> this differs from having to set CLASSPATH correctly; the latter is a
> Java/OS skill that is needed fairly early on when trying to make any kind
> of application that goes beyond 'hello world', at least for the JVM world.
> I certainly would not want to depend on an environment variable; it would
> limit deployment scenarios in J2EE containers and other environments.
> Classpath is not rocket science, but grasping it is a necessary step to
> understand how the JVM finds classes.
>
> best regards,
>
> René.
>
>
> On 31 mei 2014, at 12:16, Kermit Kiser <[hidden email]> wrote:
>
>> Not to read over much into your post but are you OK with us doing
> something a bit more sophisticated? It seems to me that the one thing
> absolutely required to eliminate the oft reported problems with finding
> NetRexx components is to have a reliable pointer to the install location.
> That probably needs to be an environment variable (perhaps NETREXX_HOME) to
> be somewhat OS independent. Is that possible? Is there another approach?
>>
>> As for documentation, if you get hit by the proverbial bus can someone
> else handle installer setup? ;-)
>>
>> -- Kermit
>>
>> On 5/30/2014 9:26 PM, Tom Maynard wrote:
>>>
>>> On 30-May-14 16:30, Kermit Kiser wrote:
>>>> There is an installer for NetRexx 3.02...but I can't find any source or
> documentation so I am not sure what it does.
>>> Ahem.  The installer is mine, so if you have questions I'm right here.
> I made the source available to René back when I first produced it, and now
> I've had two crashes and a new computer, so it would be a bit of a scrabble
> to recover it -- I believe I have it on Dropbox, but recreating it would
> not be troublesome, and needs to be rebuilt for 3.03 anyway.
>>>
>>> There never was any documentation because essentially it acts as a
> self-extracting zip file, and does nothing more than unzip the JAR into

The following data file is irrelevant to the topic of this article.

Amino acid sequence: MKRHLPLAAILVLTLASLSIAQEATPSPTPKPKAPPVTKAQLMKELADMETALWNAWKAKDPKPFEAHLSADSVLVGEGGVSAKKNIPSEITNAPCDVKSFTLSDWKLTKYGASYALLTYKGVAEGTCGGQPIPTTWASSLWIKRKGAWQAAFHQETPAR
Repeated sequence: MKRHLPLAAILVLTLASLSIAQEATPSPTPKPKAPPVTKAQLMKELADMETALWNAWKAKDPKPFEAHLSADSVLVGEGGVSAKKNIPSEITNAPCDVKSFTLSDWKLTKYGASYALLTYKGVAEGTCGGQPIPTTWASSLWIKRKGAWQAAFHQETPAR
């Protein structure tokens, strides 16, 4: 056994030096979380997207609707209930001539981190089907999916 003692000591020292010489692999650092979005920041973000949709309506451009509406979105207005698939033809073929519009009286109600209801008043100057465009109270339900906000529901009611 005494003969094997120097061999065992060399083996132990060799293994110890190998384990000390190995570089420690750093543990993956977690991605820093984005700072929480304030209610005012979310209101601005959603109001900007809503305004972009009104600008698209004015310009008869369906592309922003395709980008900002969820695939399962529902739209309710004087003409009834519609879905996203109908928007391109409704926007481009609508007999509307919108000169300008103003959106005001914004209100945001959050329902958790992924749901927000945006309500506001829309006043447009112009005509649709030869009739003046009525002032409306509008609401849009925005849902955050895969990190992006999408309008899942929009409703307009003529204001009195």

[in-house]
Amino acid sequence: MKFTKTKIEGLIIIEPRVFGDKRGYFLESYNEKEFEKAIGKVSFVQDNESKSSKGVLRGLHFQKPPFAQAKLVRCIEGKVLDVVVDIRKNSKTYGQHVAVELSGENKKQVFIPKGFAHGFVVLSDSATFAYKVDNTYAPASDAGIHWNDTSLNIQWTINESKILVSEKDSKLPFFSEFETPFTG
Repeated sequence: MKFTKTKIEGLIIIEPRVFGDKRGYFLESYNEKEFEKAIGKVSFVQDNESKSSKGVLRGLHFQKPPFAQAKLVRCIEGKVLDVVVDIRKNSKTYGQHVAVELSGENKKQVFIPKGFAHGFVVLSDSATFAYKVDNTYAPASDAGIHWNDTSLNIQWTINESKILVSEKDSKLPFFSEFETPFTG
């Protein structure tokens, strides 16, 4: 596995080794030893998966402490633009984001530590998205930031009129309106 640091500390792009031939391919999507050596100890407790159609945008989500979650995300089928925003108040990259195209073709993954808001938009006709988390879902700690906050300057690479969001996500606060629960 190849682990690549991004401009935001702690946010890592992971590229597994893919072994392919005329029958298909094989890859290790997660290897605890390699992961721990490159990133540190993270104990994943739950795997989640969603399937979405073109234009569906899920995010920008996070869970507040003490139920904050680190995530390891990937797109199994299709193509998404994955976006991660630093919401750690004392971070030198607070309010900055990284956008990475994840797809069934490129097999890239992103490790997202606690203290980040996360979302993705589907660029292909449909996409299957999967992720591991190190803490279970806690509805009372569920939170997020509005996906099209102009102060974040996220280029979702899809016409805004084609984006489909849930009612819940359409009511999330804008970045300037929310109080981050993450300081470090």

> either a default, or a directory of the user's choosing.
>>>
>>> I think on OS X and Linux systems it also tagged the shell scripts as
> executable (or I planned to have it do so).
>>>
>>> If you think documentation is required I will gladly produce some when I
> rewrite the v3.03 version.  I would really like to do more than unzip
> things, but I wonder if Windows Registry jacking is really necessary.
>>>
>>> Just let me know what you need.  It's a bit of cake (which are, of
> course, famous last words).
>>>
>>> Tom.
>>>
>>>
>>> _______________________________________________
>>> Ibm-netrexx mailing list
>>> [hidden email]
>>> Online Archive : http://ibm-netrexx.215625.n3.nabble.com/
>>>
>>
>> _______________________________________________
>> Ibm-netrexx mailing list
>> [hidden email]
>> Online Archive : http://ibm-netrexx.215625.n3.nabble.com/
>>
>
>
>
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> mail2web - Check your email from the web at
> http://link.mail2web.com/mail2web
>
>
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Re: Error: Unable to access jarfile NetRexxF.jar

Fernando Cassia-2
On Sat, May 31, 2014 at 4:29 PM, René Jansen <[hidden email]> wrote:
> A web-based installer would be a Java Webstart program, or some stub that downloads the rest? We do not want that - it should be usable offline, and Java Webstart is a neverending pain (and needs rights on your system, we do not want that either).

I´m a big fan of Java Web Start. I wish it was used more.
It´s not really much of a pain FOR THE USER, other than crypto signing
the app (for the developer).

One of my projects, when I get time, would be to do a JWS app that
downloads the latest greatest NetRexx installer, and executes it, over
JWS.

I don´t have much hopes that it´ll become the official one, but it´ll
surely will be a fun way to learn more about NetRexx :o)

FC
--
During times of Universal Deceit, telling the truth becomes a revolutionary act